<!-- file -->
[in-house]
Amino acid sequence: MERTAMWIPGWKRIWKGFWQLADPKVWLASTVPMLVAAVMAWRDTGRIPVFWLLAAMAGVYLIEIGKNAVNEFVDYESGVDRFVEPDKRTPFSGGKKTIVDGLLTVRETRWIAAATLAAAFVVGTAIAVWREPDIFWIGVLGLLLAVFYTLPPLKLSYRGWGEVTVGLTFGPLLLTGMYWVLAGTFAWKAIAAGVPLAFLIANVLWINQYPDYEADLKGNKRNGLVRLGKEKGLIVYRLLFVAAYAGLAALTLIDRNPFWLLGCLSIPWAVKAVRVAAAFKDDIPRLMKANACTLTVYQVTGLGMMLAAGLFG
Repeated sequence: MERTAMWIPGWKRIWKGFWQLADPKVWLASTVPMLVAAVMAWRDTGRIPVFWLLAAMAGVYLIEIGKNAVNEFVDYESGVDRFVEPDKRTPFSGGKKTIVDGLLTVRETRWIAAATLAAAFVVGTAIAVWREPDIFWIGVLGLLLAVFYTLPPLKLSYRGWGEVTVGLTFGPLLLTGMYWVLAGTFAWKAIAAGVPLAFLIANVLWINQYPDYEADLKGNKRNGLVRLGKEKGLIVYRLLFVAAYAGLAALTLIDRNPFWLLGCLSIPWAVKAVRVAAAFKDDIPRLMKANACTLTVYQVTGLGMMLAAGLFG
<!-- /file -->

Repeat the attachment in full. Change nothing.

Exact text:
[in-house]
Amino acid sequence: MERTAMWIPGWKRIWKGFWQLADPKVWLASTVPMLVAAVMAWRDTGRIPVFWLLAAMAGVYLIEIGKNAVNEFVDYESGVDRFVEPDKRTPFSGGKKTIVDGLLTVRETRWIAAATLAAAFVVGTAIAVWREPDIFWIGVLGLLLAVFYTLPPLKLSYRGWGEVTVGLTFGPLLLTGMYWVLAGTFAWKAIAAGVPLAFLIANVLWINQYPDYEADLKGNKRNGLVRLGKEKGLIVYRLLFVAAYAGLAALTLIDRNPFWLLGCLSIPWAVKAVRVAAAFKDDIPRLMKANACTLTVYQVTGLGMMLAAGLFG
Repeated sequence: MERTAMWIPGWKRIWKGFWQLADPKVWLASTVPMLVAAVMAWRDTGRIPVFWLLAAMAGVYLIEIGKNAVNEFVDYESGVDRFVEPDKRTPFSGGKKTIVDGLLTVRETRWIAAATLAAAFVVGTAIAVWREPDIFWIGVLGLLLAVFYTLPPLKLSYRGWGEVTVGLTFGPLLLTGMYWVLAGTFAWKAIAAGVPLAFLIANVLWINQYPDYEADLKGNKRNGLVRLGKEKGLIVYRLLFVAAYAGLAALTLIDRNPFWLLGCLSIPWAVKAVRVAAAFKDDIPRLMKANACTLTVYQVTGLGMMLAAGLFG